(CTN News) – Toyota has maintained its position as the world’s largest automaker by sales, surpassing its German competitor Volkswagen for the fourth consecutive year.
While this is positive news for Toyota (TM), the company faces potential challenges due to ongoing scandals related to its inspection practices and lingering issues with exploding airbags dating back decades.
On Tuesday, the Japanese manufacturer reported a record-breaking sale of 11.2 million vehicles globally in 2023, inclusive of its Daihatsu and Hino lineups. This marked a 7.2% increase compared to the previous year.
In contrast, Volkswagen Group disclosed earlier this month that it had delivered 9.2 million vehicles in the same period, reflecting a 12% growth from 2022.
The battle for the top automaker title between Toyota and Volkswagen has persisted for years. Toyota claimed the leading position in 2012, surpassing General Motors in sales, but Volkswagen managed to dethrone Toyota in 2017.
Toyota attributed its recent growth to “solid demand in each region” and the alleviation of semiconductor shortages. Sales in its domestic market of Japan experienced a notable surge of 20.9%, while overseas sales saw a moderate increase of 4.1%.
Toyota Faces Mounting Challenges Amid Certification Scandals
However, the Japanese automotive giant may encounter significant challenges this year as it grapples with escalating concerns surrounding the certifications of some of its vehicles.
On Monday, Toyota announced a suspension of shipments for certain models after discovering irregularities in certification tests for diesel engines developed by its affiliate, Toyota Industries.
This issue affects 10 models globally, including popular ones like the Land Cruiser 300 SUV and Hiace van.
To address the situation and rebuild trust, Toyota has committed to taking corrective measures, including conducting new engine certification tests in the presence of regulators as necessary.
This revelation comes just a month after Daihatsu, a Japanese small carmaker owned by Toyota, suspended domestic production following an admission of falsifying safety test results spanning over 30 years.
Both scandals have raised serious concerns for the overall integrity of Toyota.
In a statement on Monday, Toyota acknowledged the gravity of the situation, stating, “We recognize the gravity of the fact that the repeated certification irregularities at [Toyota Industries], following those at Daihatsu, have shaken the very foundations of the company as an automobile manufacturer.”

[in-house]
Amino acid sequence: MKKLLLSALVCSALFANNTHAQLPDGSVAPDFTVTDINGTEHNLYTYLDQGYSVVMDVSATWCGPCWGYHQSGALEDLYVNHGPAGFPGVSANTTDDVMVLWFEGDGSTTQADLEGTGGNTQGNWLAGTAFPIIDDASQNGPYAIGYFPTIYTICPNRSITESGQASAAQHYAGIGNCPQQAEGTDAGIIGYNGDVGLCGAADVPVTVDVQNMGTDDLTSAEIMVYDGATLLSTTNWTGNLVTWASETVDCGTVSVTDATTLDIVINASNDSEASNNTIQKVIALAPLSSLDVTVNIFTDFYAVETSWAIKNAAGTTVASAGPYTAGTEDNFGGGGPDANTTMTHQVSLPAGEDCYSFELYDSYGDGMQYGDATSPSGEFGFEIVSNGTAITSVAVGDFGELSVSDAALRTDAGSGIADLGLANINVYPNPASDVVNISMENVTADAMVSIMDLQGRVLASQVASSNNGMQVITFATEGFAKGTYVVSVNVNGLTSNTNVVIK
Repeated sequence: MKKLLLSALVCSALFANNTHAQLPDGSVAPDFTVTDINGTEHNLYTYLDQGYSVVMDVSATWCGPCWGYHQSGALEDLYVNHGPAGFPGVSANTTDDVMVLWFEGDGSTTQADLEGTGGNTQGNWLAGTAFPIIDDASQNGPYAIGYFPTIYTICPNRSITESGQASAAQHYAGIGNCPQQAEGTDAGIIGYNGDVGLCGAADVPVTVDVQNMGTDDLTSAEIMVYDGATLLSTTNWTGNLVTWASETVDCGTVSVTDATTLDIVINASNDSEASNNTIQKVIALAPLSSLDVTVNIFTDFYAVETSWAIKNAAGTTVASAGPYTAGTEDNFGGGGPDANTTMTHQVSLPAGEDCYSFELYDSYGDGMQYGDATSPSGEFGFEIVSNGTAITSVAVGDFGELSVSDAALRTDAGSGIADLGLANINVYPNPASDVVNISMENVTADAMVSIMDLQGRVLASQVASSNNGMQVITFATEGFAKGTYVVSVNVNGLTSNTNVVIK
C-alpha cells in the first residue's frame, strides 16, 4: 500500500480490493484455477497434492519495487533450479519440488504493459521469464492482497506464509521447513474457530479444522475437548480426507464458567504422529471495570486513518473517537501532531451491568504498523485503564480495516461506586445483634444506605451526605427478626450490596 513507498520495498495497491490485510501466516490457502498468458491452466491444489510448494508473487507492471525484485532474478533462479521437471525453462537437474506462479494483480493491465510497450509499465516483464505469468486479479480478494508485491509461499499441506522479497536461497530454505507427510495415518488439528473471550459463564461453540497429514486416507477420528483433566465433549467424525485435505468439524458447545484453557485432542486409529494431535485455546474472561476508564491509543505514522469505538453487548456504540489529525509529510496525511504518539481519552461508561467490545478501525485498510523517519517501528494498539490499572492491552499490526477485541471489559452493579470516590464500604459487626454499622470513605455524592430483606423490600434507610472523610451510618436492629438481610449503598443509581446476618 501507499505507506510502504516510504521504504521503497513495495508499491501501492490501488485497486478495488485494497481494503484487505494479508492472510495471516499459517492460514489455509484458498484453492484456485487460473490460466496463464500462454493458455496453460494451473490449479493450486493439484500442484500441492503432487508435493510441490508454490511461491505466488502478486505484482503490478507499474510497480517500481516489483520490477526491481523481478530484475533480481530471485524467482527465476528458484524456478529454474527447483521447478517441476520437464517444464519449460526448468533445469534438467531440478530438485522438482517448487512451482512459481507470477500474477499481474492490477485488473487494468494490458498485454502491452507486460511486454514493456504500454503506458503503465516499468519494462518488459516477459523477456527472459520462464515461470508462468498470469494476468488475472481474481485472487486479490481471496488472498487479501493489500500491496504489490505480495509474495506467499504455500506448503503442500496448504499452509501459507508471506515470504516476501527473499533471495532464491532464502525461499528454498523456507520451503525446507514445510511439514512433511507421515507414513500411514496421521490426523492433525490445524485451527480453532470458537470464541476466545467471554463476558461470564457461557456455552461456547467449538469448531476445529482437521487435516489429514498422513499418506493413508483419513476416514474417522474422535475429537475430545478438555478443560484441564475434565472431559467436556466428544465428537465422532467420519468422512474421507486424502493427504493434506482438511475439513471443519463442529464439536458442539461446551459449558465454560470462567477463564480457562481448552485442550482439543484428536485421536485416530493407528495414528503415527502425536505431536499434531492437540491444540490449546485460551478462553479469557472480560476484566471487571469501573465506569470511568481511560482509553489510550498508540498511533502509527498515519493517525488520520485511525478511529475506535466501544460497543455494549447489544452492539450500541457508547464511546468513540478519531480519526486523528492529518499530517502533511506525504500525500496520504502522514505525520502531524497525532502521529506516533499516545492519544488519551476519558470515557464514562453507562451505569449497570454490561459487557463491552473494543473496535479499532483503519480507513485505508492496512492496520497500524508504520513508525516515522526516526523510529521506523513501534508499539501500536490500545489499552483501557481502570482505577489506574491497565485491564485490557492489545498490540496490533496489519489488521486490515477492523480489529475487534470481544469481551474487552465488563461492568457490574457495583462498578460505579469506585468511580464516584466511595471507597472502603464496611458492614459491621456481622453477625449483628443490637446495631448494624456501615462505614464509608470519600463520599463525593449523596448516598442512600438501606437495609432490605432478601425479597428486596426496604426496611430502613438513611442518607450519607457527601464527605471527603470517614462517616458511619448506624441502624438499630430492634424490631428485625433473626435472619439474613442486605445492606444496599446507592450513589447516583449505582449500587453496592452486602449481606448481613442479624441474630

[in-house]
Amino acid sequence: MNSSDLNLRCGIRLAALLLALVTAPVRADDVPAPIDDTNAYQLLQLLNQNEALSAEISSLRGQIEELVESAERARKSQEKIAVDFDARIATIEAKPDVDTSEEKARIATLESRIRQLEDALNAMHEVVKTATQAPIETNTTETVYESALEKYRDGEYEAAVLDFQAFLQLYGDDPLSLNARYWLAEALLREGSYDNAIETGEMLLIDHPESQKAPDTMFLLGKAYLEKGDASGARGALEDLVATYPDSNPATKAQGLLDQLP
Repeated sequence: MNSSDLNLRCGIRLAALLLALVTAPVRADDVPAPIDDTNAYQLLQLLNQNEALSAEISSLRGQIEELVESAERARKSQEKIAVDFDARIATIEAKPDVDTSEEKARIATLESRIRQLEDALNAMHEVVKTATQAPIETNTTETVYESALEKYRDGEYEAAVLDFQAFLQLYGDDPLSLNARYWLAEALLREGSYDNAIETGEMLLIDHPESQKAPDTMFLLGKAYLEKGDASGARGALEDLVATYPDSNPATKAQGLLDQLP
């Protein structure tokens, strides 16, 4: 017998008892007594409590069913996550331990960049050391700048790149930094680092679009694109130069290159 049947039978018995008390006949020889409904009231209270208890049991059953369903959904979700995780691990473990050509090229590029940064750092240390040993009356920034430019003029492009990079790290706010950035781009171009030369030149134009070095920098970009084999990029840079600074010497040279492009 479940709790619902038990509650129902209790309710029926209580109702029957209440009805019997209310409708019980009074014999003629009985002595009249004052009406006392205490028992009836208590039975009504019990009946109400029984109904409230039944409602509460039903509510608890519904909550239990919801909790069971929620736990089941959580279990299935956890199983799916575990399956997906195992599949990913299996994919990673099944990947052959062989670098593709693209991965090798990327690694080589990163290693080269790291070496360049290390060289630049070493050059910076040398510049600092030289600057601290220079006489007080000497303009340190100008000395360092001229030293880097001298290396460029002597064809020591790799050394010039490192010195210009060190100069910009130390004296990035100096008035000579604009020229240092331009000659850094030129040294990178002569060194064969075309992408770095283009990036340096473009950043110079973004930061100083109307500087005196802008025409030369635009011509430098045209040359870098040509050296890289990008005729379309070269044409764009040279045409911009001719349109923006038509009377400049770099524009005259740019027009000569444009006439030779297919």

The group has also issued a call for people in the United States to cease driving certain Toyota vehicles and have them repaired immediately.
Last week, Toyota warned owners of approximately 50,000 vehicles, including specific Corolla and RAV4 models dating back to 2003, about potential airbag explosions that could lead to serious injury or death.
Toyota has been grappling with a series of recalls in recent years, particularly related to faulty Takata airbags.
In December, the company recalled about 1 million cars and SUVs in the United States due to a potential defect that might cause the passenger airbag to fail to deploy in a crash.
Volkswagen also experienced growth in all regions last year, particularly in Europe and North America, where deliveries surged by 19.7% and 17.9%, respectively.
In contrast, the company’s largest market, China, saw a more modest growth of 1.6%, attributed to a challenging business environment.
The competition in China’s auto market, the world’s largest, has intensified, with local manufacturers gaining market share, and overall demand slowing down.
Tesla’s strategic price cuts in China last year triggered a price war involving numerous automakers, boosting sales but putting industry-wide profitability at risk.
This intense competition has impacted companies like BYD, a Chinese electric automaker. On Monday, BYD reported in a stock exchange filing that its net income likely increased by up to 86.5% in 2023 compared to the previous year.
Although substantial, this growth marked a slowdown from the remarkable 446% profit jump recorded in 2022, leading to a 4.4% decline in BYD shares in Hong Kong on Tuesday.
BYD gained attention after surpassing Tesla as the world’s largest seller of electric vehicles (EVs) at the end of the previous year, backed by investor Warren Buffett. Traditional automakers are also intensifying efforts to boost their EV sales.
In 2023, Volkswagen reported a nearly 35% increase in sales of fully electric vehicles, selling 771,100 units.
In comparison, Toyota, a leader in hybrid cars, sold 104,000 battery-powered vehicles in the same period and a total of 3.7 million electric vehicles, including hybrids, in 2023.
As the global electric vehicle race heats up, traditional automakers are striving to catch up and secure their positions in the rapidly evolving market.